Shirataki Noodles - The Perfect Low Calorie Rice, Noodle and Carb Substitute

shirataki noodles low carb alternative to rice

Do you love your carbs? Do noodle and rice dishes make your mouth water? Perhaps you suffer from blood sugar regulation issues, diabetes, or overall over consumption of calories? If this is true for you, I have a simple dietary solution. Shirataki noodles and rice! 

What is Shirataki?

Shirataki noodles are made from glucomannan, a soluble fiber that comes from the root of the konjac plant. Both the rice and noodles are made by mixing glucomannan flour with water and a small amount of lime water to give it its shape. Because it is only made of soluble fiber, it is extremely low in calories and carbohydrates. This means they are not going to spike your blood sugar levels like most pasta (or carbohydrate) rich foods. Most shirataki products on the market are around 97 percent water and 3 percent fiber. 

shirataki rice noodles

Shirataki rice and noodles can be used as a substitute in almost any rice or noodle dish. They quickly absorb the flavors of any dish or sauce you prepare so don’t be afraid to give them a try. One serving is only around 10 calories! In a sense, they are “guilt free”. Pretty neat. 

In addition, shirataki products are soy free, paleo friendly, gluten free, and vegan. I personally aim for the certified organic brands. There are so many varieties of shapes and styles of shirataki. You can find anything from spaghetti noodles, to spinach noodles, to rice and more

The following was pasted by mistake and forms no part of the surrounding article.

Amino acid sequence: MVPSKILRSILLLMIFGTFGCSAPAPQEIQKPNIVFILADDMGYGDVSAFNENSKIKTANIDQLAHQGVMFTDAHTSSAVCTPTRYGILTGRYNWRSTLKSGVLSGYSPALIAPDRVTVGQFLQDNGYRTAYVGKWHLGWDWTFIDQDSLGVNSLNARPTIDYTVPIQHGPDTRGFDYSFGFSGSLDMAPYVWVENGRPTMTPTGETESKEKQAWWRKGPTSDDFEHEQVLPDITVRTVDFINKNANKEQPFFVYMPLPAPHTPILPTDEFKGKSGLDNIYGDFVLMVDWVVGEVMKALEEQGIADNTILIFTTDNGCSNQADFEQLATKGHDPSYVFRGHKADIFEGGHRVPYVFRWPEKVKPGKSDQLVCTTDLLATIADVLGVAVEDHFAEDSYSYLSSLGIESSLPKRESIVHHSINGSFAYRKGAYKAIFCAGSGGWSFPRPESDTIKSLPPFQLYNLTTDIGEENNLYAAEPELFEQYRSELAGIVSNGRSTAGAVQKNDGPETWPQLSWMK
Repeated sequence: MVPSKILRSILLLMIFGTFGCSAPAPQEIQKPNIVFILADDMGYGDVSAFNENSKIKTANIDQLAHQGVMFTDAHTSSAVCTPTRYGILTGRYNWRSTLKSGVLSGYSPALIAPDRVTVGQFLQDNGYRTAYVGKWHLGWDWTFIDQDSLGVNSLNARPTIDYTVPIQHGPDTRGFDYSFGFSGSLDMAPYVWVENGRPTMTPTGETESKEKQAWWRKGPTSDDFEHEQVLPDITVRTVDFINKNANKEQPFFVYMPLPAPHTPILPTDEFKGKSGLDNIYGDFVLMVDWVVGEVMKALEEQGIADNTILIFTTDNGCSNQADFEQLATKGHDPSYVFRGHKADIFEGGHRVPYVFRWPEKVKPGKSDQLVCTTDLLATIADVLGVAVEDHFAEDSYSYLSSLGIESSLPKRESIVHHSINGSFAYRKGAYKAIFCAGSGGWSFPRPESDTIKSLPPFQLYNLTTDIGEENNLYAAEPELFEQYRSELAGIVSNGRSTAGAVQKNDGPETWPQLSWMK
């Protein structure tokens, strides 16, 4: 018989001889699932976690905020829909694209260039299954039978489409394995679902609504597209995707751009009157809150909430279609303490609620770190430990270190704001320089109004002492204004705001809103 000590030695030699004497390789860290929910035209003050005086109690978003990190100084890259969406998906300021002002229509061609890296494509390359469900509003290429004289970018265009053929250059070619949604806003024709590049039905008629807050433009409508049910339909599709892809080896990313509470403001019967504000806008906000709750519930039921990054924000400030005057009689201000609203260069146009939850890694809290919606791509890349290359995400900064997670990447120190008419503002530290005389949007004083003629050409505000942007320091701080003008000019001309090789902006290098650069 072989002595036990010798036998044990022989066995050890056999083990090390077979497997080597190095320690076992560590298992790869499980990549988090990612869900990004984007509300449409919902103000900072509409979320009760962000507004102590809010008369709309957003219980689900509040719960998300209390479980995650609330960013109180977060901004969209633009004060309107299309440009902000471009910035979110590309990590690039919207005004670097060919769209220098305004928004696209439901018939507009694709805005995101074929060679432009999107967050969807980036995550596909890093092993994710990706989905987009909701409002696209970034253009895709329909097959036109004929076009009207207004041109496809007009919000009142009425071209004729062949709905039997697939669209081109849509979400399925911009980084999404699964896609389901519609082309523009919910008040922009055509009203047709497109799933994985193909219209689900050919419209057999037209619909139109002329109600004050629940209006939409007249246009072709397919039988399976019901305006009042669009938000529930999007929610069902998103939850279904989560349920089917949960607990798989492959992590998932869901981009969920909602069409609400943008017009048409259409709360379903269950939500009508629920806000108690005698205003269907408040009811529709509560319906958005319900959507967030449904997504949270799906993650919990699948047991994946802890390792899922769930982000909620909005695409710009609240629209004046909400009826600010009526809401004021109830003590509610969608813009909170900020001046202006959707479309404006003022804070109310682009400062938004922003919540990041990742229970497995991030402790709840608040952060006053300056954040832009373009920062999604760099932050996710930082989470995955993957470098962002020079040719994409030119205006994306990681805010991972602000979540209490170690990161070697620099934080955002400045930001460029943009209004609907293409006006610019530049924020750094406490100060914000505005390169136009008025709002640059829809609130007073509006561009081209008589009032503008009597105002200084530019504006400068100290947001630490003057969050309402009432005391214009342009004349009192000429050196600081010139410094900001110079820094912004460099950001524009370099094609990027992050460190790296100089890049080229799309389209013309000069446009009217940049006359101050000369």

delicious shirataki noodles rice with shrimp recipe

 

How To Cook Shirataki Noodles or Rice

The first time I tried shirataki rice, I was a little skeptical. If I’m being honest, I need to point out when you open up the package, it will have an odd smell to it. I don’t want to call it fishy but it’s a little fishy. Don't fret, once rinsed and cooked, that all goes away. Also, I was afraid the texture was going to be weird but it was a pretty spot-on substitute for rice.

Pull out a strainer and place it over your sink. Pour the contents of the bag (shirataki noodles usually come in a bag of water solution) in and give it a good rinse in cool water. Rinse it really well for around 20 seconds or more. Then add the rice or noodles to boiling water and boil for 2 minutes. If you want the noodles more dry, strain the water out, and then dry the noodles in a non-oiled pan on medium heat. My preferred method is to just strain them like spaghetti noodles, after rinsing and boiling. Use them as you would in any pasta or rice dish. It turns out you can have your pasta and eat it too!

dr. danielle saunders naturopathic doctor

 

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